Power of One: A recipe for special friendship
Published Monday, October 3, 2011 7:59AM EDT
Last Updated Friday, June 8, 2012 4:50PM EDT
MONTREAL- A sprinkle of love, a dash of affection, and a pinch of patience are among the more important ingredients in the recipe for friendship.
For three years Danielle Dichter has been whipping up a menu of love alongside some special kids at a unique program at the Friendship Circle in Cote-des-Neiges.
The group aims to socialize and provide useful activities to developmentally-handicapped children of the Jewish community.
And for Dichter that mandate comes in the form of teaching youth how to chop, dice, fry, sauté and all of the other culinary strategies necessary to becoming masters of the kitchen.
"They're learning about new vegetables, new spices that they've never heard of before or that they've never tried," she says.
The Friendship Circle is a decade-old, independently-run group modeled on its namesake progenitor founded in Detroit in 1994. It seeks to integrate special needs kids into the world that the rest of us enjoy by developing friendships between them and other teens.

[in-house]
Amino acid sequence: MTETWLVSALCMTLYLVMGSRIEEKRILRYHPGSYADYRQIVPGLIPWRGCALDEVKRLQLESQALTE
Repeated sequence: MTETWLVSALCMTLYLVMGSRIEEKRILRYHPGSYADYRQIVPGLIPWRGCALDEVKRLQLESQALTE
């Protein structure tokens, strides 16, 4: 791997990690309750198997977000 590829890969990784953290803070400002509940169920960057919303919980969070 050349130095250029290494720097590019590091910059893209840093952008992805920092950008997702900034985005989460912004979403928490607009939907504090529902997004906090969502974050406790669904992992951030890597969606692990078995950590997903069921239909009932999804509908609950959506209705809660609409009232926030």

And the fact that Dichter does it in a tasty fashion is just icing on the cake.
"She is very nice person because when we need help with the cooking she's there for us," says Matthew Gomberg, a student in the cooking course.
Dichter says the course was cooked up by popular demand.
"It was just something they really liked doing. They were always asking for more baking activities. I guess there is definitely something to be said for the sweet tooth," says Dichter.
"What it's turned into today is more than I ever thought it would become. And the more it grows, the better it is," she says.
One student says that Dichter's herself is the key ingredient in the success of the culinary class.
"Not only is she a good chef but she's a really good person. Everybody loves her, including me," says Emma Shriar.
And colleagues concur.
"Danielle brought this whole new vision, this whole new flavor," says Rabbi Leibele Rodal, Friendship Circle PR representative.
The teacher considers the teaching a treat.
"It's definitely a rewarding experience. It's very special to work with these kids and to put a smile on their face, to let them know that their capable of doing something that anybody else could do," says Dichter.